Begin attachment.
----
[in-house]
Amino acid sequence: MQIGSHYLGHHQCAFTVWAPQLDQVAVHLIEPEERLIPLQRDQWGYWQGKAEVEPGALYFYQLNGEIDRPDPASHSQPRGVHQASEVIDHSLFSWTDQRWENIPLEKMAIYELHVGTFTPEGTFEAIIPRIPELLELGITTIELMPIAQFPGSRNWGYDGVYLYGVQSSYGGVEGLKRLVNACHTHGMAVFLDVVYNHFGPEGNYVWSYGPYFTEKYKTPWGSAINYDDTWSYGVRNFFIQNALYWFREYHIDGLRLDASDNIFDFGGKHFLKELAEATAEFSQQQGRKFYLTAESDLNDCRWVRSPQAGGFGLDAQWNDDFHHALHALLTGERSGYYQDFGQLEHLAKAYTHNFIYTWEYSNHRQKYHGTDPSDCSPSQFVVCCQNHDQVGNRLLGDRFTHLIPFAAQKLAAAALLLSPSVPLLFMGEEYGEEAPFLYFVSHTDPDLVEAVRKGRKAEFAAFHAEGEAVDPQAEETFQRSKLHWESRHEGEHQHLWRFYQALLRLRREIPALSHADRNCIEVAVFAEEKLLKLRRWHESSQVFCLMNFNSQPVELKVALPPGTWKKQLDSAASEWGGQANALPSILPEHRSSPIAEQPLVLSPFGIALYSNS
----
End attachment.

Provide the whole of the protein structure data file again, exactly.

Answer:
[in-house]
Amino acid sequence: MQIGSHYLGHHQCAFTVWAPQLDQVAVHLIEPEERLIPLQRDQWGYWQGKAEVEPGALYFYQLNGEIDRPDPASHSQPRGVHQASEVIDHSLFSWTDQRWENIPLEKMAIYELHVGTFTPEGTFEAIIPRIPELLELGITTIELMPIAQFPGSRNWGYDGVYLYGVQSSYGGVEGLKRLVNACHTHGMAVFLDVVYNHFGPEGNYVWSYGPYFTEKYKTPWGSAINYDDTWSYGVRNFFIQNALYWFREYHIDGLRLDASDNIFDFGGKHFLKELAEATAEFSQQQGRKFYLTAESDLNDCRWVRSPQAGGFGLDAQWNDDFHHALHALLTGERSGYYQDFGQLEHLAKAYTHNFIYTWEYSNHRQKYHGTDPSDCSPSQFVVCCQNHDQVGNRLLGDRFTHLIPFAAQKLAAAALLLSPSVPLLFMGEEYGEEAPFLYFVSHTDPDLVEAVRKGRKAEFAAFHAEGEAVDPQAEETFQRSKLHWESRHEGEHQHLWRFYQALLRLRREIPALSHADRNCIEVAVFAEEKLLKLRRWHESSQVFCLMNFNSQPVELKVALPPGTWKKQLDSAASEWGGQANALPSILPEHRSSPIAEQPLVLSPFGIALYSNS